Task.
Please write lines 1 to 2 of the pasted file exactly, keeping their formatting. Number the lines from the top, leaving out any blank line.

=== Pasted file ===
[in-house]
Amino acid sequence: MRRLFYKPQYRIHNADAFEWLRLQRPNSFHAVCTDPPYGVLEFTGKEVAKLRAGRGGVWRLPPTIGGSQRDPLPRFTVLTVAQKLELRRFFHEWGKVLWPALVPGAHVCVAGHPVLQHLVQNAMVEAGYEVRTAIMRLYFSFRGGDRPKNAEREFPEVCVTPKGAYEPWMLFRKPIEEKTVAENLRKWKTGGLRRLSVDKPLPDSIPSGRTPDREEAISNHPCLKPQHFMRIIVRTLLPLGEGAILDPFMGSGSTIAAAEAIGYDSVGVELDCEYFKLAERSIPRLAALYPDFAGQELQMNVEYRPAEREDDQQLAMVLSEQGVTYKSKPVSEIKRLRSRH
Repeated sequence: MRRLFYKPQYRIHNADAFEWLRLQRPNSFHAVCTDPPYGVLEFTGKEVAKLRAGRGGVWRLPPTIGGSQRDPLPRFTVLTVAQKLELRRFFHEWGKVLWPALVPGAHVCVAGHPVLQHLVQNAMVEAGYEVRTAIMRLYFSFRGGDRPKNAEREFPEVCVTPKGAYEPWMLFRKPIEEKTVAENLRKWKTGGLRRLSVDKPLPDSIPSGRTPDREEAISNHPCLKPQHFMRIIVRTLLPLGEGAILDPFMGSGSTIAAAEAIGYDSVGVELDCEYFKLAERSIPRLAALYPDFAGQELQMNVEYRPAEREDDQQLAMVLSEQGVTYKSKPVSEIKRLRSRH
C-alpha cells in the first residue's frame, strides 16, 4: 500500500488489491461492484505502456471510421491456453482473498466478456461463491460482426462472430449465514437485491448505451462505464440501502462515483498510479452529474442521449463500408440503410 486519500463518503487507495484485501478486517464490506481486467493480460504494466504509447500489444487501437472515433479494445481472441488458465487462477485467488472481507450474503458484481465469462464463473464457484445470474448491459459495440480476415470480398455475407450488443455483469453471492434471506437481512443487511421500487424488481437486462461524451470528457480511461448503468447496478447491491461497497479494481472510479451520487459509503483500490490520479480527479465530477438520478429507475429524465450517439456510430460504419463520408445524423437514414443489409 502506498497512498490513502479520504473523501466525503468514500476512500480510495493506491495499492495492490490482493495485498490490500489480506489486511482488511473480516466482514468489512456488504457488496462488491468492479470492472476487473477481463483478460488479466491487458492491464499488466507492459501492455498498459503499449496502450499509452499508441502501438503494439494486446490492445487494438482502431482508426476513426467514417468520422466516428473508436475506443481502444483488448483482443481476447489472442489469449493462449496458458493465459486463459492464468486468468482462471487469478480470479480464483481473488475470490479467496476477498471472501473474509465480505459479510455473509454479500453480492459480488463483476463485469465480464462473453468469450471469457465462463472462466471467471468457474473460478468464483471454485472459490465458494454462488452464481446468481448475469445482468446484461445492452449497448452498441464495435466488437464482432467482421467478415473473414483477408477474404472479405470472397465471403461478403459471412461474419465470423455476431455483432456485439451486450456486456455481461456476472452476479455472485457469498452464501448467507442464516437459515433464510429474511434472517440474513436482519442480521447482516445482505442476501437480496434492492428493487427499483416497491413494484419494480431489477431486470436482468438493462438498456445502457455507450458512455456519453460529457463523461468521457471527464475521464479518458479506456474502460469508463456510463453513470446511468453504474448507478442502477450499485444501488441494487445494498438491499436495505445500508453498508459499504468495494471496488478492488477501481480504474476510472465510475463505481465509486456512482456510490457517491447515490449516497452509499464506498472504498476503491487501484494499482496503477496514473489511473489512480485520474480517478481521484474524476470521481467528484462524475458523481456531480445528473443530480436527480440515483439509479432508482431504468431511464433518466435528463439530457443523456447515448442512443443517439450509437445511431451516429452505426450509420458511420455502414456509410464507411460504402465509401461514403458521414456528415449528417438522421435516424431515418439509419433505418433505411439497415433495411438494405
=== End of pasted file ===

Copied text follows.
[in-house]
Amino acid sequence: MRRLFYKPQYRIHNADAFEWLRLQRPNSFHAVCTDPPYGVLEFTGKEVAKLRAGRGGVWRLPPTIGGSQRDPLPRFTVLTVAQKLELRRFFHEWGKVLWPALVPGAHVCVAGHPVLQHLVQNAMVEAGYEVRTAIMRLYFSFRGGDRPKNAEREFPEVCVTPKGAYEPWMLFRKPIEEKTVAENLRKWKTGGLRRLSVDKPLPDSIPSGRTPDREEAISNHPCLKPQHFMRIIVRTLLPLGEGAILDPFMGSGSTIAAAEAIGYDSVGVELDCEYFKLAERSIPRLAALYPDFAGQELQMNVEYRPAEREDDQQLAMVLSEQGVTYKSKPVSEIKRLRSRH